I realize that a lot of people start out getting interested in sex pretty young, but my perception of the character was that he was bit too young to really be thinking much about sex with either gender, and was much more interested in comic books than girls or boys or Rob Lowe's midriff.
posted by RoseovSharon at 1:16 PM on February 14, 2006


RoseovSharon, that is what interesting -- what we preceived of the character then/now, and what the director wanted us to think, or not think, etc.

I was hoping someone would know of a quote from the director discussing that direction for the character. The question is really more about what Schumacher may (or may not) have been trying to do with the character(s) in the film.

Also, Corey Haim would have been approximately 15 years old at the time of the film's release, so we can assume his character was roughly the same age. Certainly old enough to be interested in "girls or boys". ;)
posted by jca at 1:27 PM on February 14, 2006


""I ain't got a man, I ain't got a home, I'm a lonely girl!""

That's Clarence Frogmouth Brown. Who isn't gay (he can sing like a girl. He can sing like a frog).

Incessant: Was Shumacher out when he made Lost Boys? If not, that might be a stronger argument for Haim being crypto-homo. Though again, my gay pals say the whole thing is "SOOOOO GAY," with Haim only being arguably a bit more gay.
posted by klangklangston at 1:36 PM on February 14, 2006


klangklangston writes "That's Clarence Frogmouth Brown. Who isn't gay (he can sing like a girl. He can sing like a frog). "

I'm aware of that. Who wrote the lyric is neither here nor there. It's simply a very gay moment.
posted by brundlefly at 1:43 PM on February 14, 2006 [1 favorite]


We re-watched that movie several months ago, and none of us have seen it in a while, and we all picked up on the subtext, which got us talking about the movie being about developing adolescent sexuality more than vampires, and that just being part of it.

Anyway, I think he is pretty strongly coded to suggest that he may be gay without an explicit statement to that effect, leaving it ambiguous enough to satisfy people who wouldn't like that to be the case while providing fodder to over-tired literature / cultural studies students waxing nostalgic about the 80s (for some reason).
posted by synecdoche at 1:46 PM on February 14, 2006


If your only evidence that Sam was gay in this movie was a poster of Rob Lowe on the back of his bedroom door, you forget that Sam seemed to be at the mercy of his grandfather's decorating habits. Grandpa probably tacked that poster up for Sam, thinking he needed a "manlier" role model while living with a single mom.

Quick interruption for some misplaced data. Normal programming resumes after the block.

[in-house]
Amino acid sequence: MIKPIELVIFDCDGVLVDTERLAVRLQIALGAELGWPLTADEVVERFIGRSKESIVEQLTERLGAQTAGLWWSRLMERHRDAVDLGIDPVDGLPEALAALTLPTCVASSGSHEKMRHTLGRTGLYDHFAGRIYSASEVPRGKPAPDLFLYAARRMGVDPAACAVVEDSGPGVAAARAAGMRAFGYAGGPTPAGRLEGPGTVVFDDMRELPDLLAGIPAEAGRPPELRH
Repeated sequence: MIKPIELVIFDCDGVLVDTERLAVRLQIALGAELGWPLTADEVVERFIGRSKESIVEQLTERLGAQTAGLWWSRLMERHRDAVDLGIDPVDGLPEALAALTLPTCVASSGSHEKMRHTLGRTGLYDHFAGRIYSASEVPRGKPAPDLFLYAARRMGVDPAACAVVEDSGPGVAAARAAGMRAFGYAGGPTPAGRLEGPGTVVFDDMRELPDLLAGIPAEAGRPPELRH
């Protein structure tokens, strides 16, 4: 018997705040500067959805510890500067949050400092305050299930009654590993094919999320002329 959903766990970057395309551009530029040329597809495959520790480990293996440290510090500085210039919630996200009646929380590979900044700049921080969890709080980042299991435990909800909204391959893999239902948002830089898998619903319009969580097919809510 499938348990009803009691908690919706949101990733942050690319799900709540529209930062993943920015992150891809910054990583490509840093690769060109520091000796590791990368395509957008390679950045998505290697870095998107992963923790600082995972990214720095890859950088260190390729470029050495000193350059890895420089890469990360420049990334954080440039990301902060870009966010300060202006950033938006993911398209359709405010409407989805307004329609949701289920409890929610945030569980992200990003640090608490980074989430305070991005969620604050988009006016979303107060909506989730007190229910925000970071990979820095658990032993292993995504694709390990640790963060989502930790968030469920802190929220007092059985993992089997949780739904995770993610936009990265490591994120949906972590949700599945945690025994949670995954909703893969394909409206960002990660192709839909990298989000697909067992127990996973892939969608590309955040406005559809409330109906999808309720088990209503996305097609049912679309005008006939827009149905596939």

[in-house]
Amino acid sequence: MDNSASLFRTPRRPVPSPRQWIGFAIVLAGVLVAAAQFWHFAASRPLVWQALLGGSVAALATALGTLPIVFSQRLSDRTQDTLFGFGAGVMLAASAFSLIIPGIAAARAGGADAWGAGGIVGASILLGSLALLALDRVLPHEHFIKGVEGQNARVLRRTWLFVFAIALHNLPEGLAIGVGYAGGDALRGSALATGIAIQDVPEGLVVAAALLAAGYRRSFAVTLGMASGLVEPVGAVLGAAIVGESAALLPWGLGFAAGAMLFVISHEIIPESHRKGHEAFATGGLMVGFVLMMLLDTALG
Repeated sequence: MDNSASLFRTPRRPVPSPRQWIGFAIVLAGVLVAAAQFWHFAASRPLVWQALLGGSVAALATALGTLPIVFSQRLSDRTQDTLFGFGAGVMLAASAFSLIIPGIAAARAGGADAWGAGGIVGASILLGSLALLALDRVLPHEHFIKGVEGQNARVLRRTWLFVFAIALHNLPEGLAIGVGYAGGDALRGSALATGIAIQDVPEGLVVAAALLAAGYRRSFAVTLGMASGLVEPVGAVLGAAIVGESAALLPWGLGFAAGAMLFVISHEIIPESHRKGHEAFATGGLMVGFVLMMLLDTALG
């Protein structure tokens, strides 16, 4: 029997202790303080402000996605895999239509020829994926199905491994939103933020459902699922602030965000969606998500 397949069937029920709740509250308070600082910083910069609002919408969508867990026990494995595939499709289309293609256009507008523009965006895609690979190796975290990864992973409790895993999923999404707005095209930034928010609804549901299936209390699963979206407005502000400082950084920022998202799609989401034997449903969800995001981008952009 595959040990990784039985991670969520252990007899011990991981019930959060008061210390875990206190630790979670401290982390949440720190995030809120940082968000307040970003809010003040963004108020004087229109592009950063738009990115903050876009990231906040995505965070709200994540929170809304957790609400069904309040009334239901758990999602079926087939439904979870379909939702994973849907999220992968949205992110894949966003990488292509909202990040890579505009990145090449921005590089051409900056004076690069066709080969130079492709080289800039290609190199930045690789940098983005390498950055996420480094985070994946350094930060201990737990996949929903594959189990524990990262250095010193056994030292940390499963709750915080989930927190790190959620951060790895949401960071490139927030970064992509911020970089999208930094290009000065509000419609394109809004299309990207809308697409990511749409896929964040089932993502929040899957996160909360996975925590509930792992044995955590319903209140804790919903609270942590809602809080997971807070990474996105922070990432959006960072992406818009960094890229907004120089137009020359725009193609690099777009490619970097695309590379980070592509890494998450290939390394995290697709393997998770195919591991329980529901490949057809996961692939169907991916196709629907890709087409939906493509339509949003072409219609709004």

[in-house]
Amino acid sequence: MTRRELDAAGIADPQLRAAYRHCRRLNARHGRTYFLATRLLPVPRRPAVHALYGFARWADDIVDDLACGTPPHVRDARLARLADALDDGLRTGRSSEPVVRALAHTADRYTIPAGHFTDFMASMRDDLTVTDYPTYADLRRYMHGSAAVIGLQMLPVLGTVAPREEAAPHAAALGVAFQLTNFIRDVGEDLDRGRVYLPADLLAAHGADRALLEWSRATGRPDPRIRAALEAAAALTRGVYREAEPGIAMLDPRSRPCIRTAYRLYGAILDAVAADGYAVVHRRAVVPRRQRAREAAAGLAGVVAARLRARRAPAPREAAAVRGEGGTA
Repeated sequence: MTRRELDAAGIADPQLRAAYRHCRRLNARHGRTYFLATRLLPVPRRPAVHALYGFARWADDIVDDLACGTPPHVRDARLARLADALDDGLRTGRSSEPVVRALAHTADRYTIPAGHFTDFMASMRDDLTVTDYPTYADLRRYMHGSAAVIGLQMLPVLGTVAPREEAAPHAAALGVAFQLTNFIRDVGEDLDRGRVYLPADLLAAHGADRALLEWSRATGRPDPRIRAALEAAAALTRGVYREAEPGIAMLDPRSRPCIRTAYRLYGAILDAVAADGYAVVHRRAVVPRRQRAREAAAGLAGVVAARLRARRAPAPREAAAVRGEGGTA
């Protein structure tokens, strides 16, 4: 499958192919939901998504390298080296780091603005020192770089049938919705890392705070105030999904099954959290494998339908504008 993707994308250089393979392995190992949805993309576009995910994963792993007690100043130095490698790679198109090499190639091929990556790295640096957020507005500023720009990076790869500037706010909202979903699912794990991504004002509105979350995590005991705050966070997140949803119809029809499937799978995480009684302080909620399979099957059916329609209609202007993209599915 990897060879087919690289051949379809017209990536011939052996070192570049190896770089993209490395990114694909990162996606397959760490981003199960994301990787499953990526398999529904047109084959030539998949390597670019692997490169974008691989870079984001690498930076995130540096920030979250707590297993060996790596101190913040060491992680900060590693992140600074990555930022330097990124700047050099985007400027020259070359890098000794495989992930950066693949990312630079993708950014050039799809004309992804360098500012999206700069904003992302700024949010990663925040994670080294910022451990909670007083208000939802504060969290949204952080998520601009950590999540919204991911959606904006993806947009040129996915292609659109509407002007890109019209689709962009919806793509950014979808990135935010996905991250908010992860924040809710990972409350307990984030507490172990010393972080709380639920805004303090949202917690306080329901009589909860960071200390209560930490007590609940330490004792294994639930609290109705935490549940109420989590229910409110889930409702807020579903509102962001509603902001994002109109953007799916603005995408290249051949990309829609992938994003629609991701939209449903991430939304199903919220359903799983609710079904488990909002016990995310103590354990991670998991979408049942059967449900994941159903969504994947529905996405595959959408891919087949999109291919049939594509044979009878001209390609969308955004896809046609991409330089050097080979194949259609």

And as much of grandpa's taxidermy wound up in Sam's closet, there just wasn't enough room for Sam! He *couldn't* have been gay.
posted by UnclePlayground at 1:49 PM on February 14, 2006 [1 favorite]


Wow, I saw that movie a couple years ago, but I never thought that. Also, didn't know Schumacher was gay.

I'm really curious to read those essays that klangklangston mentioned.
posted by Brainy at 2:37 PM on February 14, 2006


Heh. I can see if any of my pals saved 'em. They were undergrad-level text-crit stuff.
posted by klangklangston at 2:55 PM on February 14, 2006


Here is a non-answer from the two Coreys about said Rob Lowe poster.
posted by jca at 3:00 PM on February 14, 2006


Obvious question -- isn't there a DVD with commentary of any kind?
posted by AmbroseChapel at 3:14 PM on February 14, 2006


Interesting tidbit in jca's link: Richard Donner was originally slated to helm the the flick, and Shumacher came in later. I wonder if the gay thing was a contribution on his part, or if it was present in the Donner v. as welll.
posted by brundlefly at 3:18 PM on February 14, 2006


Also, I don't remember Sam's "Born to Shop" shirt, but it is often mentioned when trying to search for a quote from the director.
posted by jca at 3:25 PM on February 14, 2006


I noticed that the last time I saw the movie, too, and looked up various threads on the IMDB about it. Basic points people made (I'm pulling this out of my ass since the thread has aged off of the site): Rob Lowe was in St. Elmo's Fire, the movie Shumacher had just made and Corey was a 'born to shop' kid who'd think that Rob Lowe was cool (rather than hot, so to speak), like RoseovSharon said. I think this last point was supposed to have been mentioned on the DVD commentary.
posted by kimota at 3:31 PM on February 14, 2006


Immediately before making Lost Boys, Schumacher had been filming St Elmo's Fire which starred Rob Lowe
posted by blag at 3:34 PM on February 14, 2006


Aaah, preview. My bitter nemesis.
posted by blag at 3:35 PM on February 14, 2006